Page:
Nominated Envoy to Israel Disavows Past Hostility

WASHINGTON (CN) – President Donald Trump’s pick for U.S. ambassador to Israel piled on apology after apology at his confirmation hearing Thursday for firebrand remarks that Democrats say make him unfit for the job.

One remark that tripped up attorney David Friedman this afternoon was his statement that Jews who advocate for peace with Palestine are “far worse” than the concentration-camp prisoners who helped their Nazi captors supervise forced labor.

Sen. Tom Udall, D-N.M., called Friedman “profoundly unfit” to serve based on his history of “offensive, inflammatory and insulting rhetoric.”

“If we confirm him we are running a dangerous risk that Mr. Friedman will inflame a volatile situation and inflame other foreign governments in the region,” Udall said.

“We need a steady hand in the Middle East, not a bomb thrower in a position of high power and responsibility,” Udall added.

More than once during the hearing, Friedman apologized, expressed regret and said he could not rationalize some of his prior public statements.

“I have and will continue to reject inflammatory comments,” Friedman said in response to Udall’s comments.

Friedman said he has reached out in recent months to make amends with those he has offended and hurt.

After several hours of sometimes uncomfortable questioning, Sen. Bob Corker, R-Tenn., called Friedman’s disavowals “fairly extraordinary,” a dramatic departure from what normal politicians sometimes have to do.

“I’m just curious about this job and its importance to you to be willing to recant every single strongly held belief that you have,” added Corker, who chairs the Senate Foreign Relations Committee.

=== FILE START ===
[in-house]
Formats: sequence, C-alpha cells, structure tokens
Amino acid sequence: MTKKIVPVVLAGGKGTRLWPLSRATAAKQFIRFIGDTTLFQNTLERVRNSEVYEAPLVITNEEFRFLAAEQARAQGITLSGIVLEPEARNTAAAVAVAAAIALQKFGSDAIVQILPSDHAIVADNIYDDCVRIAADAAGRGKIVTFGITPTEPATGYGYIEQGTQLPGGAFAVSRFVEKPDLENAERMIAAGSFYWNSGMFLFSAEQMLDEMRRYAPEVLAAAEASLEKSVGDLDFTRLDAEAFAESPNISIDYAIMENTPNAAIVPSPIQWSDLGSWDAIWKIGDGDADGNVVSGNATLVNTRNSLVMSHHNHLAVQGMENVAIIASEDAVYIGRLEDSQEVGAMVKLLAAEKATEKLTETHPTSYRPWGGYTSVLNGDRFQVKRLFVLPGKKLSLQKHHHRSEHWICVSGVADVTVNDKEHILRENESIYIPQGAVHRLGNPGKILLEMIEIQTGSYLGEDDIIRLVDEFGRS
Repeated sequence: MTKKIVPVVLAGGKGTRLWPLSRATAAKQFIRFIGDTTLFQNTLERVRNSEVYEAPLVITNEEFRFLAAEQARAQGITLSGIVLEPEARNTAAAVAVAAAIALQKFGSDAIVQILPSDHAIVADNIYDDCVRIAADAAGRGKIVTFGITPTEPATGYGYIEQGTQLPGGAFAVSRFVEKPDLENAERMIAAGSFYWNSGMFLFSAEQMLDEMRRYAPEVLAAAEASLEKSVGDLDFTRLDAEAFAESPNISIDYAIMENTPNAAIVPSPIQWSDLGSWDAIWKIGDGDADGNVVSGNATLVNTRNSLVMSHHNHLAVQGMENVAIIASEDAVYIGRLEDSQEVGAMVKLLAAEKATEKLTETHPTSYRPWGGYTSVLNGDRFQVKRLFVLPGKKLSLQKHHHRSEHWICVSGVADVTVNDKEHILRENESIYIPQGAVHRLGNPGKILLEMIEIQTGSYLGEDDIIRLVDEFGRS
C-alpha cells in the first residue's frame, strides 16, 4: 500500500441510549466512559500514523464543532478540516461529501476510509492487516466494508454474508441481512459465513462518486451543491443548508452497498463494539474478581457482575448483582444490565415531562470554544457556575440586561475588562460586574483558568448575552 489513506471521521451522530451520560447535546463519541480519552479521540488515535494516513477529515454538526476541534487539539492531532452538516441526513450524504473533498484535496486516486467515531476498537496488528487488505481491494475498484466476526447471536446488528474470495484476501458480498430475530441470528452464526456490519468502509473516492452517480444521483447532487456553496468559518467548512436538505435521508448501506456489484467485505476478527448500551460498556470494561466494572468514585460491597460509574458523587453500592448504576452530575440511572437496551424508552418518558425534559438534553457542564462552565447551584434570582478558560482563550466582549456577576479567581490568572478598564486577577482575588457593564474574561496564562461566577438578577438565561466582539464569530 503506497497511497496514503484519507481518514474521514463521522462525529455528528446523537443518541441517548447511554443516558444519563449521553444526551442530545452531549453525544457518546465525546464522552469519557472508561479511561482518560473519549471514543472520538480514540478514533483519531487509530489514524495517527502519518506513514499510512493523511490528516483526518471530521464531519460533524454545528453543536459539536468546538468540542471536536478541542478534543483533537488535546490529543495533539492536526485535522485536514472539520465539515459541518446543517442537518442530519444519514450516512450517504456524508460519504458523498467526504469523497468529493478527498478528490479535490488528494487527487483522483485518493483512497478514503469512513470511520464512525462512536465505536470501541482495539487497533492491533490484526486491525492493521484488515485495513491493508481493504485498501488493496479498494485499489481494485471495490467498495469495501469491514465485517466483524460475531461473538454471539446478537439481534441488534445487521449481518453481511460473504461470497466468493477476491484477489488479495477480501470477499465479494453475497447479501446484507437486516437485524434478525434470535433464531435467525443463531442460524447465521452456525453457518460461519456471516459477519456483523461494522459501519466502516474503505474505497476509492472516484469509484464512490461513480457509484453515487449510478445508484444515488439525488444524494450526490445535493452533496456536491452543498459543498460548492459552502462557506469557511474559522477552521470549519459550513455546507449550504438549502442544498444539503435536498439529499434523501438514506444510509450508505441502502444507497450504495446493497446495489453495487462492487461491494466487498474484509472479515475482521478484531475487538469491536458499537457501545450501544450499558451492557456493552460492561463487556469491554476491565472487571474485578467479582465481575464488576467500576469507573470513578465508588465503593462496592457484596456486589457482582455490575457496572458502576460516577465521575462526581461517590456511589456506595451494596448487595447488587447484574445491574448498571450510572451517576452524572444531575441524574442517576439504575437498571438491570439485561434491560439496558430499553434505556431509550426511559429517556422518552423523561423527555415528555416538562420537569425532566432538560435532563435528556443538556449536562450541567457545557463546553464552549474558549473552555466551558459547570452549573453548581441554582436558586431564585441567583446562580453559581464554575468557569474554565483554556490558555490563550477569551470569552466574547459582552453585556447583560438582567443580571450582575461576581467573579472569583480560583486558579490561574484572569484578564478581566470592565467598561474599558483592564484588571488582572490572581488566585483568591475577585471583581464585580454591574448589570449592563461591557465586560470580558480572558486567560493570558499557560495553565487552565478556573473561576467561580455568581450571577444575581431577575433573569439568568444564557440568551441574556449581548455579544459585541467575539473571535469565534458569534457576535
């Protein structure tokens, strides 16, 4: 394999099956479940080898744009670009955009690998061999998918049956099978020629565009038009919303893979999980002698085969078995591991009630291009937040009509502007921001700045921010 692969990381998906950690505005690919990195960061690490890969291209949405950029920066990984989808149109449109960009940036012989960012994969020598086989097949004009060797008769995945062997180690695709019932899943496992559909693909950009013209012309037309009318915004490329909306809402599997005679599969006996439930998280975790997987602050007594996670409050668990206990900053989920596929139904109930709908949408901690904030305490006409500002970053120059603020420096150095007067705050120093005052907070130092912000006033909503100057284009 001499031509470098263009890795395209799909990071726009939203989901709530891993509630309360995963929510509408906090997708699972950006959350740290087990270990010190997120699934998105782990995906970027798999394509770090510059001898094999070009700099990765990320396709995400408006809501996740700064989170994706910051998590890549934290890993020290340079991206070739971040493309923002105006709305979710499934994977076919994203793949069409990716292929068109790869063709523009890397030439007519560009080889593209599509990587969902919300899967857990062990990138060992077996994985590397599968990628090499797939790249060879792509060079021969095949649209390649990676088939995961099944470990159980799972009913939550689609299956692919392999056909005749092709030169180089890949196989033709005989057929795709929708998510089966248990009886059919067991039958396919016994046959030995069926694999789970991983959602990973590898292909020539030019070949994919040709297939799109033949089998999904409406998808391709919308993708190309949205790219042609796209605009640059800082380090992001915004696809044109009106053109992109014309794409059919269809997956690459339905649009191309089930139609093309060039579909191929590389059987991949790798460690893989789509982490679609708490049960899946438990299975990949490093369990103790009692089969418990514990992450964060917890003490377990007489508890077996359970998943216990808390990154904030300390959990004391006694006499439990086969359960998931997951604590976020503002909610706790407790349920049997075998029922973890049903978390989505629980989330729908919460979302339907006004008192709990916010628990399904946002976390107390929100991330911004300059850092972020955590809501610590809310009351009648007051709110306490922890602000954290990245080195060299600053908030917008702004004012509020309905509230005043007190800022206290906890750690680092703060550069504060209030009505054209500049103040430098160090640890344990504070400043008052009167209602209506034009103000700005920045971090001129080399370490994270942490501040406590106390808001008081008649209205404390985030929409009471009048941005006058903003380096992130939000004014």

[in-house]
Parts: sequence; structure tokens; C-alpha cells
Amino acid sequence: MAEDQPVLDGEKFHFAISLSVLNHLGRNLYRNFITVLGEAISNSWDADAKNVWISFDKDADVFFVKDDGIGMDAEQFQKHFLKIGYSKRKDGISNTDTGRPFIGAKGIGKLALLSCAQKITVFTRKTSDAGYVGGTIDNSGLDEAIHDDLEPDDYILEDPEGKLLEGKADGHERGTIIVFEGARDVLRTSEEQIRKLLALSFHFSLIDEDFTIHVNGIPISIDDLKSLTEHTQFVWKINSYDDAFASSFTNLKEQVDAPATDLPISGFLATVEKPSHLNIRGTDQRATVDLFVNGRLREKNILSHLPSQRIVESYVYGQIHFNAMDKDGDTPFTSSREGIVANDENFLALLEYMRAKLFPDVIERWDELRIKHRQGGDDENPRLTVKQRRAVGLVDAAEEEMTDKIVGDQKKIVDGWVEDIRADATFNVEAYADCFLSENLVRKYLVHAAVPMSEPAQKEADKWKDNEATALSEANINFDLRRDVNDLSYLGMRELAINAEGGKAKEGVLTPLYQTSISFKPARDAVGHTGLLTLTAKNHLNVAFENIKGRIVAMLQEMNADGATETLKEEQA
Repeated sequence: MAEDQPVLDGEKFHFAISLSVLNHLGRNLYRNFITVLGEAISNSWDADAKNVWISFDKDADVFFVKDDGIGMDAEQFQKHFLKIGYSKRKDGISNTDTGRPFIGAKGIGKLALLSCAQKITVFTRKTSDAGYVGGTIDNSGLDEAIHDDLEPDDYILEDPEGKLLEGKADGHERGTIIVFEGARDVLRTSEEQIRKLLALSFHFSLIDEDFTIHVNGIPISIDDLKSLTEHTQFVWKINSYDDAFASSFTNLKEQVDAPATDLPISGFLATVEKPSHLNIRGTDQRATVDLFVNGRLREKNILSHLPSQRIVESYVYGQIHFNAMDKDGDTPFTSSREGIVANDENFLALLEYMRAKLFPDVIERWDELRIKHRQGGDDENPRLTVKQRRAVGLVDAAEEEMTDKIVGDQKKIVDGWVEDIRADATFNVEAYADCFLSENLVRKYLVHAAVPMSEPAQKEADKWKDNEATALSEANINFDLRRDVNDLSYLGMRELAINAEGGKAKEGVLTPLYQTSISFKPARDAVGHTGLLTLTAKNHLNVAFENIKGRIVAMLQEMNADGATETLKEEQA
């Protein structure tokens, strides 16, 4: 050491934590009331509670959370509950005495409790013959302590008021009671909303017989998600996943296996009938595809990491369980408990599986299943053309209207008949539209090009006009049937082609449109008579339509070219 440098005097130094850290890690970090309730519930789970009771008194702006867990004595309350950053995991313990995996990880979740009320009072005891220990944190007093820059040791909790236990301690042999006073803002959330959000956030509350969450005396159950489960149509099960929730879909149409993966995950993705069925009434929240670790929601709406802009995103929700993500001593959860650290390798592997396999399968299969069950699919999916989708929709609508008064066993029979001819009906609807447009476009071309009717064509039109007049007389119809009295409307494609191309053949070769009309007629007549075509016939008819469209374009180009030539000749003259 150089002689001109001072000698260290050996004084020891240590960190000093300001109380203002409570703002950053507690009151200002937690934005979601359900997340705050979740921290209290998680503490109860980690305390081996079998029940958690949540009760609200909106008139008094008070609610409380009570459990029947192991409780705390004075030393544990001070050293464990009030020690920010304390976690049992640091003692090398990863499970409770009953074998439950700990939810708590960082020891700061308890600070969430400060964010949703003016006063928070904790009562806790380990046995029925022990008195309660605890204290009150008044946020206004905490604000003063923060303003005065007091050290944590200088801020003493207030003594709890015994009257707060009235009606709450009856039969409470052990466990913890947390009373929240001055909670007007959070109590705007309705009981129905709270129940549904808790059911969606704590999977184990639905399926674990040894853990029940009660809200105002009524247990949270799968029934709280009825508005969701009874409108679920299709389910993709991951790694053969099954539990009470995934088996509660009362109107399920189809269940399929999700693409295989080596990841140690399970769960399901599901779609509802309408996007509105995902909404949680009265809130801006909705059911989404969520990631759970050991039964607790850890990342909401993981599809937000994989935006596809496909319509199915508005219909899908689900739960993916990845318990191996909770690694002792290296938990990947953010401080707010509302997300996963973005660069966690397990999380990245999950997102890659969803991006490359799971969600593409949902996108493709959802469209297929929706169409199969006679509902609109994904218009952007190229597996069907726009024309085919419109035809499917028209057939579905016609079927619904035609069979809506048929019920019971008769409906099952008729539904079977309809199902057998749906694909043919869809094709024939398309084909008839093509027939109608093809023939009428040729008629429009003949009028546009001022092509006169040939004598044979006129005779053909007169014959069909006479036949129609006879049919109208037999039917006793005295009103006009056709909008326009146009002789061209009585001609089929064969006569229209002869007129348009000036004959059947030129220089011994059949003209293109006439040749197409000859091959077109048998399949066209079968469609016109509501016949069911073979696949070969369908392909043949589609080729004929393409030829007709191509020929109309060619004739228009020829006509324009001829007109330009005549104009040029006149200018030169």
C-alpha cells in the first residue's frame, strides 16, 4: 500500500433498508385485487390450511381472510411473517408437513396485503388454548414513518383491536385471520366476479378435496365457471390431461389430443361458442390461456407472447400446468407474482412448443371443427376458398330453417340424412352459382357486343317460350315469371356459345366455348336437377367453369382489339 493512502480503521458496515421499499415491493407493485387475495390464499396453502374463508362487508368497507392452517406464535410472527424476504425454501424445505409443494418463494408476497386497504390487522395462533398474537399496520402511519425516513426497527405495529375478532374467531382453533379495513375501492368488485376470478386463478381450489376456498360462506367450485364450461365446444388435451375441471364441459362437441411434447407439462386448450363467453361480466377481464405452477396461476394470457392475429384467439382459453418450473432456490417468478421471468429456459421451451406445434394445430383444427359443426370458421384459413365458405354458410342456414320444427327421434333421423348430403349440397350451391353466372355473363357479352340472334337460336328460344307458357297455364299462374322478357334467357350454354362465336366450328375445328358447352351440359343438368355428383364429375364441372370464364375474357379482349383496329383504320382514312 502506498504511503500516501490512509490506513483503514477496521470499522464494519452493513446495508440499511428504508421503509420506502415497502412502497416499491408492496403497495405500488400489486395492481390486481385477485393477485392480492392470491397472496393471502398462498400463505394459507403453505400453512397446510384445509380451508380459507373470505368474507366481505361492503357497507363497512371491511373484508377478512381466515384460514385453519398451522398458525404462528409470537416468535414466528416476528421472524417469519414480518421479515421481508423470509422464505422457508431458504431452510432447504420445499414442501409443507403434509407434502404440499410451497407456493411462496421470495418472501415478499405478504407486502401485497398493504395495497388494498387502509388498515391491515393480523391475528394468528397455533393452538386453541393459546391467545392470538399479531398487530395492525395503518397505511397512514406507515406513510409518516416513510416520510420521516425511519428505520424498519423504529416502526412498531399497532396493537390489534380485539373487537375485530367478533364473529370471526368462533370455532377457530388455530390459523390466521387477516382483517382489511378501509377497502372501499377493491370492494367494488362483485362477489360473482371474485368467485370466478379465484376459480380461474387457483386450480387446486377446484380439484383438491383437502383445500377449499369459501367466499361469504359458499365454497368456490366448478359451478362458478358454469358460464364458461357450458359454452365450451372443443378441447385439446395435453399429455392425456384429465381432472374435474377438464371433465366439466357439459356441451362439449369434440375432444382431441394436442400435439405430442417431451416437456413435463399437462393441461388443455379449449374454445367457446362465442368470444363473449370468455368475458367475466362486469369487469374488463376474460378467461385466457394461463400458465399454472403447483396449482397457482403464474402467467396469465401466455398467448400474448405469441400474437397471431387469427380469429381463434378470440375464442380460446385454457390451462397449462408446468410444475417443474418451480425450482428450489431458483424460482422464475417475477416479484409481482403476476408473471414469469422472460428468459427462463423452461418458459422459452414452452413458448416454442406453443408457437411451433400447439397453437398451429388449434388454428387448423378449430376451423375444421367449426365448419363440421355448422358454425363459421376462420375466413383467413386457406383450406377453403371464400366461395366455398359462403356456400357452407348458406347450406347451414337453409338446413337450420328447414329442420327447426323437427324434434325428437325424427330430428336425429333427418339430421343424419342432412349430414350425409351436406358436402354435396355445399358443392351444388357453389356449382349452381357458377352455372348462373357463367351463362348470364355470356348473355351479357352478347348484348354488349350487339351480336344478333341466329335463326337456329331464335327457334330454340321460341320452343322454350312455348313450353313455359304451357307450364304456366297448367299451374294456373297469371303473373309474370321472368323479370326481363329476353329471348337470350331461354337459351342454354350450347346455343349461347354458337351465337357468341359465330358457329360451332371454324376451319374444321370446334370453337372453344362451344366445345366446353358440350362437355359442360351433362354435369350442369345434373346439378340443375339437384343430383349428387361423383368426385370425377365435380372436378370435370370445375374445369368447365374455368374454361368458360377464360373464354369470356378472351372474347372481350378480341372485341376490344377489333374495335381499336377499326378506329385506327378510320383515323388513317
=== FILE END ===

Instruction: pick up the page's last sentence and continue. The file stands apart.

Friedman called strengthening the bond between the U.S and Israel of utmost importance to him. “This is something that I really want to do because I think I can do it well,” he said.

It was just this past June that Friedman called those aligned with the liberal Jewish, pro-peace advocacy group J Street as “far worse than kapos,” the word Jews use for concentration-camp prisoners who supervised forced labor for the Nazis.

“I have profound differences of opinion with J Street,” Friedman said, noting that he does not think that will change.

“My regret is that I did not express those views respectfully,” he added.

Democratic senators also raked Friedman over the coals Thursday for calling former President Barack Obama an anti-Semite and calling Sen. Tim Kane an Israel basher. Kane had been Hillary Clinton’s running mate in the November presidential election.

In his prepared testimony, Friedman tried to reassure the senators that they can expect to see different behavior from him once confirmed.

“From my perspective, the inflammatory rhetoric that accompanied the presidential campaign is entirely over, he said. “If I am confirmed, you should expect that my comments will be respectful and measured,” he added.

Udall voiced skepticism of this. “Anyone who disagrees with his extreme views or approach to Israel is an anti-Semite,” Udall said.

Udall also found it troubling that Friedman accused Democratic Sen. Chuck Schumer of “validating the worst appeasement of terrorism since Munich” when Schumer was considering whether to support the Iran nuclear deal.

This remark referenced a terror attack in 1972 by the Palestinian group Black September, which kidnapped and murdered 11 Israeli Olympic athletes and a German police officer during the Olympics in Munich, Germany.